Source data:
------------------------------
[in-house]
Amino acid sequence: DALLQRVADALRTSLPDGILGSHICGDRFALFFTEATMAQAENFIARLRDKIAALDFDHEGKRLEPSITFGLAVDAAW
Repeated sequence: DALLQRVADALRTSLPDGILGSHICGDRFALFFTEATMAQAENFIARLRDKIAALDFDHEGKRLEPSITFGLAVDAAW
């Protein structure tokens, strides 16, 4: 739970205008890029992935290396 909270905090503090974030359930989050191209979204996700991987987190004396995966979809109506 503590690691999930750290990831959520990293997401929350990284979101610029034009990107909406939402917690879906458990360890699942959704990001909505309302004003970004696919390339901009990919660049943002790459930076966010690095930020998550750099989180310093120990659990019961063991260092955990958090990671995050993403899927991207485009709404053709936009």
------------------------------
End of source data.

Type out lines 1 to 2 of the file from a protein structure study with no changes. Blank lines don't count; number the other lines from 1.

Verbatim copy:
[in-house]
Amino acid sequence: DALLQRVADALRTSLPDGILGSHICGDRFALFFTEATMAQAENFIARLRDKIAALDFDHEGKRLEPSITFGLAVDAAW